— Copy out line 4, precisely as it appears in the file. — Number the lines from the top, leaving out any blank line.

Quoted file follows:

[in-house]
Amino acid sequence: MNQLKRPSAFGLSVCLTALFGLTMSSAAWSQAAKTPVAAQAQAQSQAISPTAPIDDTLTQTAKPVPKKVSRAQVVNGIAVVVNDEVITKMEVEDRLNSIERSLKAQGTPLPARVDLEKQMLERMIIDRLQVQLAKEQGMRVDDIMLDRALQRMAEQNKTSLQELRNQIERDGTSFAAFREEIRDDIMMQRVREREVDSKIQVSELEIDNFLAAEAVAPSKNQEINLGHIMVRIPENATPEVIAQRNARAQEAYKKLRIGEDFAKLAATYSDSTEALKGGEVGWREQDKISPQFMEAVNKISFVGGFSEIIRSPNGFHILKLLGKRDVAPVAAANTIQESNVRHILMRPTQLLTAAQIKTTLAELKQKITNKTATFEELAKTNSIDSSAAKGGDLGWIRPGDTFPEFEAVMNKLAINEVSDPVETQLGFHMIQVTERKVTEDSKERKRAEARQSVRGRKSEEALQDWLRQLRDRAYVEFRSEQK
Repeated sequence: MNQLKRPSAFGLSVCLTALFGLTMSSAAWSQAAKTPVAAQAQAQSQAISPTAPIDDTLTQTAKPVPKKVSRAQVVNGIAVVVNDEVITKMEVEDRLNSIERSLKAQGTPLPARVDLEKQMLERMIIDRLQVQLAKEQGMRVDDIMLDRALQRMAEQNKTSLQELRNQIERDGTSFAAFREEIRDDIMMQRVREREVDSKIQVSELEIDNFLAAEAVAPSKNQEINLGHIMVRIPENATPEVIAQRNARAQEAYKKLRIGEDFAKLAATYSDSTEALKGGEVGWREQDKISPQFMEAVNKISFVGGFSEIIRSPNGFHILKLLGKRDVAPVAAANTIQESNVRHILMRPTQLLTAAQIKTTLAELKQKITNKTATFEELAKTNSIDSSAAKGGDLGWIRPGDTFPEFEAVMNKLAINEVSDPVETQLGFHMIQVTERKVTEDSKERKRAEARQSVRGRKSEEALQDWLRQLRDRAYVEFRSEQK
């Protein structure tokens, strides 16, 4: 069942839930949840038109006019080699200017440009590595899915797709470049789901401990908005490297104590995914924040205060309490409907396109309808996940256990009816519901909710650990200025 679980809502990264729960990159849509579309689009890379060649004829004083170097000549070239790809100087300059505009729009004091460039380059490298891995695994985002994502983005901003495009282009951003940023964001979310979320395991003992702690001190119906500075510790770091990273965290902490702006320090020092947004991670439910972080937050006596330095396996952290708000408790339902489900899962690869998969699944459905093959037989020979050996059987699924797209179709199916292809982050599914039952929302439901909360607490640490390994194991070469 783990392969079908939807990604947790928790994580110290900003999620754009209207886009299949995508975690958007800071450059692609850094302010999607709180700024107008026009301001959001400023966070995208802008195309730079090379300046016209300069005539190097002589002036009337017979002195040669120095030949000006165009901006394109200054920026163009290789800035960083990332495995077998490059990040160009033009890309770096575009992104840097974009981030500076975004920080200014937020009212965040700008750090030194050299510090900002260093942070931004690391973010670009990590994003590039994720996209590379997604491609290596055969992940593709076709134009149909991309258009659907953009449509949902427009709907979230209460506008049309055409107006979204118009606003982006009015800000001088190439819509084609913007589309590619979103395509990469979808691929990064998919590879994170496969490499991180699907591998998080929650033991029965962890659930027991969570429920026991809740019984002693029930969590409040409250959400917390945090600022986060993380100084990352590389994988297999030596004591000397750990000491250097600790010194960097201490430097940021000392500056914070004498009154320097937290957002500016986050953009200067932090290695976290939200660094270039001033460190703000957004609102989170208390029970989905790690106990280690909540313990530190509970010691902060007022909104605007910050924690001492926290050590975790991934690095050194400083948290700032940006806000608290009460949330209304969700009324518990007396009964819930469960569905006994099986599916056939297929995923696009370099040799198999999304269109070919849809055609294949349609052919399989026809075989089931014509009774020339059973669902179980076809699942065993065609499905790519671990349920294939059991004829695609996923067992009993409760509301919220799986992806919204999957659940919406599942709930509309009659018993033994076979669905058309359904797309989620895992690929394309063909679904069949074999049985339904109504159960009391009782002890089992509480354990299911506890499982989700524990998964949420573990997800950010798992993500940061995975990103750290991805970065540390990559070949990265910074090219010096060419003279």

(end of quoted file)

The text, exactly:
């Protein structure tokens, strides 16, 4: 069942839930949840038109006019080699200017440009590595899915797709470049789901401990908005490297104590995914924040205060309490409907396109309808996940256990009816519901909710650990200025 679980809502990264729960990159849509579309689009890379060649004829004083170097000549070239790809100087300059505009729009004091460039380059490298891995695994985002994502983005901003495009282009951003940023964001979310979320395991003992702690001190119906500075510790770091990273965290902490702006320090020092947004991670439910972080937050006596330095396996952290708000408790339902489900899962690869998969699944459905093959037989020979050996059987699924797209179709199916292809982050599914039952929302439901909360607490640490390994194991070469 783990392969079908939807990604947790928790994580110290900003999620754009209207886009299949995508975690958007800071450059692609850094302010999607709180700024107008026009301001959001400023966070995208802008195309730079090379300046016209300069005539190097002589002036009337017979002195040669120095030949000006165009901006394109200054920026163009290789800035960083990332495995077998490059990040160009033009890309770096575009992104840097974009981030500076975004920080200014937020009212965040700008750090030194050299510090900002260093942070931004690391973010670009990590994003590039994720996209590379997604491609290596055969992940593709076709134009149909991309258009659907953009449509949902427009709907979230209460506008049309055409107006979204118009606003982006009015800000001088190439819509084609913007589309590619979103395509990469979808691929990064998919590879994170496969490499991180699907591998998080929650033991029965962890659930027991969570429920026991809740019984002693029930969590409040409250959400917390945090600022986060993380100084990352590389994988297999030596004591000397750990000491250097600790010194960097201490430097940021000392500056914070004498009154320097937290957002500016986050953009200067932090290695976290939200660094270039001033460190703000957004609102989170208390029970989905790690106990280690909540313990530190509970010691902060007022909104605007910050924690001492926290050590975790991934690095050194400083948290700032940006806000608290009460949330209304969700009324518990007396009964819930469960569905006994099986599916056939297929995923696009370099040799198999999304269109070919849809055609294949349609052919399989026809075989089931014509009774020339059973669902179980076809699942065993065609499905790519671990349920294939059991004829695609996923067992009993409760509301919220799986992806919204999957659940919406599942709930509309009659018993033994076979669905058309359904797309989620895992690929394309063909679904069949074999049985339904109504159960009391009782002890089992509480354990299911506890499982989700524990998964949420573990997800950010798992993500940061995975990103750290991805970065540390990559070949990265910074090219010096060419003279």